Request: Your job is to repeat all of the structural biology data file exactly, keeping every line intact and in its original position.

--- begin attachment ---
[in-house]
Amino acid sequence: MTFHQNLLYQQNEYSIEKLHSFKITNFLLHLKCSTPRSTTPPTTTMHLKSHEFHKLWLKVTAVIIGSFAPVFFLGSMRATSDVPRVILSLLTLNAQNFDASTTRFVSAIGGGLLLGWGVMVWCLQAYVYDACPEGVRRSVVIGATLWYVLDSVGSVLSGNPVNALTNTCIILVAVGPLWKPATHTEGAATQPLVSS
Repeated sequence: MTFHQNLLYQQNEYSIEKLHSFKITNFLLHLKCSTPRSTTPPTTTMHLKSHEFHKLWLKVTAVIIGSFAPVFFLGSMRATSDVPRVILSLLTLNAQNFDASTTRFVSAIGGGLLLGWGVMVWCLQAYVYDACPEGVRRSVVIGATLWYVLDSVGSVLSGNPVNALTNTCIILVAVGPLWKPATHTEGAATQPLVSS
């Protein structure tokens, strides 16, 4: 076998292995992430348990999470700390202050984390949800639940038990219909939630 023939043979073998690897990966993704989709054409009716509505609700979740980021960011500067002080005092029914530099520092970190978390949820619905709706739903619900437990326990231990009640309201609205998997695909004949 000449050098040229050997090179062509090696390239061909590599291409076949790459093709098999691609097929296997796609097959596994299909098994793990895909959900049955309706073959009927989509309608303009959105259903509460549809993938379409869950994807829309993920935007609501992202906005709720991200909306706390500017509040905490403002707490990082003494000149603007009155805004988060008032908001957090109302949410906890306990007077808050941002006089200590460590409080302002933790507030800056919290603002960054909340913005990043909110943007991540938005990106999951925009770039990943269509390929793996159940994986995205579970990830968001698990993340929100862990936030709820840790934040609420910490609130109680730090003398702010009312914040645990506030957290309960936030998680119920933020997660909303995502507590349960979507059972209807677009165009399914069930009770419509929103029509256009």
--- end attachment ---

[in-house]
Amino acid sequence: MTFHQNLLYQQNEYSIEKLHSFKITNFLLHLKCSTPRSTTPPTTTMHLKSHEFHKLWLKVTAVIIGSFAPVFFLGSMRATSDVPRVILSLLTLNAQNFDASTTRFVSAIGGGLLLGWGVMVWCLQAYVYDACPEGVRRSVVIGATLWYVLDSVGSVLSGNPVNALTNTCIILVAVGPLWKPATHTEGAATQPLVSS
Repeated sequence: MTFHQNLLYQQNEYSIEKLHSFKITNFLLHLKCSTPRSTTPPTTTMHLKSHEFHKLWLKVTAVIIGSFAPVFFLGSMRATSDVPRVILSLLTLNAQNFDASTTRFVSAIGGGLLLGWGVMVWCLQAYVYDACPEGVRRSVVIGATLWYVLDSVGSVLSGNPVNALTNTCIILVAVGPLWKPATHTEGAATQPLVSS
């Protein structure tokens, strides 16, 4: 076998292995992430348990999470700390202050984390949800639940038990219909939630 023939043979073998690897990966993704989709054409009716509505609700979740980021960011500067002080005092029914530099520092970190978390949820619905709706739903619900437990326990231990009640309201609205998997695909004949 000449050098040229050997090179062509090696390239061909590599291409076949790459093709098999691609097929296997796609097959596994299909098994793990895909959900049955309706073959009927989509309608303009959105259903509460549809993938379409869950994807829309993920935007609501992202906005709720991200909306706390500017509040905490403002707490990082003494000149603007009155805004988060008032908001957090109302949410906890306990007077808050941002006089200590460590409080302002933790507030800056919290603002960054909340913005990043909110943007991540938005990106999951925009770039990943269509390929793996159940994986995205579970990830968001698990993340929100862990936030709820840790934040609420910490609130109680730090003398702010009312914040645990506030957290309960936030998680119920933020997660909303995502507590349960979507059972209807677009165009399914069930009770419509929103029509256009």